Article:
NOTRE DAME, Ind. (WNDU) - A discussion about amateur status and collegiate athletes' rights is happening throughout college sports: Should collegiate athletes be paid for their performance?
Three weeks ago, California Gov. Gavin Newsom signed a bill to allow players to sign endorsement deals and hire agents. That law is expected to take effect in 2023.
The NCAA called the law unconstitutional.
“I think the NCAA is going to work because now you see so many other states,” Notre Dame women's basketball coach Muffet McGraw said. “Florida is trying to get something for next year. California was 2023, so we have a little time to fix that. So, the NCAA definitely has to get on that.”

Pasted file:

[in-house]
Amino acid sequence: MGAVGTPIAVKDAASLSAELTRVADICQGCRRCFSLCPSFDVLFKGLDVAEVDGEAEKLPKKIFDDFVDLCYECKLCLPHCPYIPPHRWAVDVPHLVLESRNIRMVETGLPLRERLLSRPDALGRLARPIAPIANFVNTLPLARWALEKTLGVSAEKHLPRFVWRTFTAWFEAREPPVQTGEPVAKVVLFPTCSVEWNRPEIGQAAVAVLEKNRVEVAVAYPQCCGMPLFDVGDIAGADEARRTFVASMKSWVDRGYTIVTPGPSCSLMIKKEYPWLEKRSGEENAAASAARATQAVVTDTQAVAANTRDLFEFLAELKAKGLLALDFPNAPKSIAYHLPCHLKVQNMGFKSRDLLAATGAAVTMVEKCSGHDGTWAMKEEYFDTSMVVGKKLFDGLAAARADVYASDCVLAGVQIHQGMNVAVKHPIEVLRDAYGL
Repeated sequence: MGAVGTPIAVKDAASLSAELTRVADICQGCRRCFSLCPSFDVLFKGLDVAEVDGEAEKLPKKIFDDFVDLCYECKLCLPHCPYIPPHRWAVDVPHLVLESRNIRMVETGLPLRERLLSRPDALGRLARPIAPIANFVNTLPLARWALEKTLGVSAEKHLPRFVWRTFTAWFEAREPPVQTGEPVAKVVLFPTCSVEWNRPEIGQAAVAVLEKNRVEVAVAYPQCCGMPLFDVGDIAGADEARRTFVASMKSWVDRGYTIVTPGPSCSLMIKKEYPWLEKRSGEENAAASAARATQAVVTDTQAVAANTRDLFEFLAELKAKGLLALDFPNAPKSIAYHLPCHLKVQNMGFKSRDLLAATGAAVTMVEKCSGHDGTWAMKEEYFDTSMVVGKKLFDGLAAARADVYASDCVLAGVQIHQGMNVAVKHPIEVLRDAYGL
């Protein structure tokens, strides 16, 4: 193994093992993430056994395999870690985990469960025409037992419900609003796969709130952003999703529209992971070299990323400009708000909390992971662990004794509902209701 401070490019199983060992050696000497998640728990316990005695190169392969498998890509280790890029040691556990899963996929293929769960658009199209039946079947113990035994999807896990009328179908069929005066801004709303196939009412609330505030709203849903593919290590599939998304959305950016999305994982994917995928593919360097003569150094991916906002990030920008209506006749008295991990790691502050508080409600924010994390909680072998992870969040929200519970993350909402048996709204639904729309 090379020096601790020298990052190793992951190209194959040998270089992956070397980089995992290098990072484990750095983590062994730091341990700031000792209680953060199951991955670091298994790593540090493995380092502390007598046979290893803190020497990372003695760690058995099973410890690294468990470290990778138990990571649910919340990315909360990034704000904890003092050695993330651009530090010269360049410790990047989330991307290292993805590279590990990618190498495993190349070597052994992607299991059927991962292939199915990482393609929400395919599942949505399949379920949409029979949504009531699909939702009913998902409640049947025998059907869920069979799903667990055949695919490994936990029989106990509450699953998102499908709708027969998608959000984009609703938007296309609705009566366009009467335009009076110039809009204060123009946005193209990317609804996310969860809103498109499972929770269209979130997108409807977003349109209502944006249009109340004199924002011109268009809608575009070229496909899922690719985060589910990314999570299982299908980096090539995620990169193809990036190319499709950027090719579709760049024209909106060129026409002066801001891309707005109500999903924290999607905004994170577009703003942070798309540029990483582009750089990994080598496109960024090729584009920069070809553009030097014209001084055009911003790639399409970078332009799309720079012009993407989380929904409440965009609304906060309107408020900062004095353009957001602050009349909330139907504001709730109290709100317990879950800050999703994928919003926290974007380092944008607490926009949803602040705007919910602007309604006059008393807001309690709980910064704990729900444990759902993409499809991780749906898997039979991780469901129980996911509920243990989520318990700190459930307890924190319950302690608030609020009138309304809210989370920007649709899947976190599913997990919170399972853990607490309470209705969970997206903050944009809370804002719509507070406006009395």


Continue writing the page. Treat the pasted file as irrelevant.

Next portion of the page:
At last week's media day, Muffet McGraw spoke out about the topic and is concerned over what paying college athletes could mean for women's sports.
“You know, that's a complicated issue,” she said. “I feel like we are educators first and we're interested in them. I like that they're amateurs. I really like that. I think it's going to turn into a free agency type of thing. I'm really worried that women's basketball is not going to be a top priority. I think that if there's things that guys can do to promote different products or places here in town, they're going to go to the football team. They're going to go to the men's basketball, maybe even hockey. I think it's going to affect women in a negative way.”
Other states considering pay-for-play laws include Iowa, Illinois and both of the Carolinas.
The NCAA said that it agrees changes are needed, but the organization is expected to go into litigation to challenge the California law.